# Given X and Y are independent ~N(0,1), what is the distribution of $Z=X^2 + Y^2$

Our joint pdf is $$f(x,y) = \frac{1}{\sqrt{2π}} e^\frac{x^2+y^2}{2}$$

Now we let $$U = X^2 + Y^2$$ and $$V = Y$$, we can then get our Jacobian as $$J = \frac{1}{\sqrt{u-v^2}}$$

Since this transformation isnt one to one on this range, we need to divide into to ranges $$S_{1} = (-∞,0]$$ and $$S_{2} = (0, ∞)$$

Thus I get $$f(u,v) = \frac{1}{\sqrt{u-v^2}}(\frac{1}{2π}e^\frac{-u}{2})$$

This seems wrong, for some reason. Please tell me if this is incorrect thus far.

• Use polar coordinates if you want to do this by change of variables. – StubbornAtom Feb 2 at 20:03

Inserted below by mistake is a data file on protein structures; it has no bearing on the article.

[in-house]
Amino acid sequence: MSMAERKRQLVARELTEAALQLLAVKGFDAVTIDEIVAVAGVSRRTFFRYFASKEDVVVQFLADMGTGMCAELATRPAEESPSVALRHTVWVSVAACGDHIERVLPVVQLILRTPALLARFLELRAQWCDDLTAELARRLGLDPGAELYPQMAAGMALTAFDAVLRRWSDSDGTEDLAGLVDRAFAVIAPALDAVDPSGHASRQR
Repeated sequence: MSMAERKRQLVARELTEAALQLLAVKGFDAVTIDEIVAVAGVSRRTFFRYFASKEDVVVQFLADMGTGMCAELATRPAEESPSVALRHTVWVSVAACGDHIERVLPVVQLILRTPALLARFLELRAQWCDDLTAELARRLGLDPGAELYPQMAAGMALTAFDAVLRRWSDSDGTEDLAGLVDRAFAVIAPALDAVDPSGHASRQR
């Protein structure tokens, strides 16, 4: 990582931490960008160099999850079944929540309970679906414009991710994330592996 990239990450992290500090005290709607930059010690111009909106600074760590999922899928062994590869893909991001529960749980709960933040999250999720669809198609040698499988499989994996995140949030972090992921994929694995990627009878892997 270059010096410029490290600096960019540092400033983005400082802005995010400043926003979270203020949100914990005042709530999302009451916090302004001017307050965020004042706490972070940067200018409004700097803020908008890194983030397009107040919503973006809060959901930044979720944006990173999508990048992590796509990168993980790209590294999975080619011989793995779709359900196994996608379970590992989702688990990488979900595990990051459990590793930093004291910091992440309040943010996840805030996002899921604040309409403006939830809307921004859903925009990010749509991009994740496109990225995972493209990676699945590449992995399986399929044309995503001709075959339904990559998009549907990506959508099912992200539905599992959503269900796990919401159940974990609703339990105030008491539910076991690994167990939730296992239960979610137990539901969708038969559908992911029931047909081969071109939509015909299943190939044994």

By definition, it's Chi squared with two degree of freedoms. The one you've found is the joint PDF of $$U$$ and $$V$$. You need to marginalize it to obtain $$f_U(u)$$: $$f_U(u)=\int_{-\sqrt u}^\sqrt u \frac{1}{\sqrt{u-v^2}}\frac{e^{-u/2}}{2\pi}dv=\frac{e^{-u/2}}{2\pi}\overbrace{\int_{-\sqrt{u}}^{\sqrt u}\frac{1}{u-v^2}dv}^\pi=\frac{1}{2}e^{-u/2}$$ where $$u\geq 0$$. This is at the same time an exponential RV with $$\lambda=1/2$$, and Chi-Squared RV with $$k=2$$.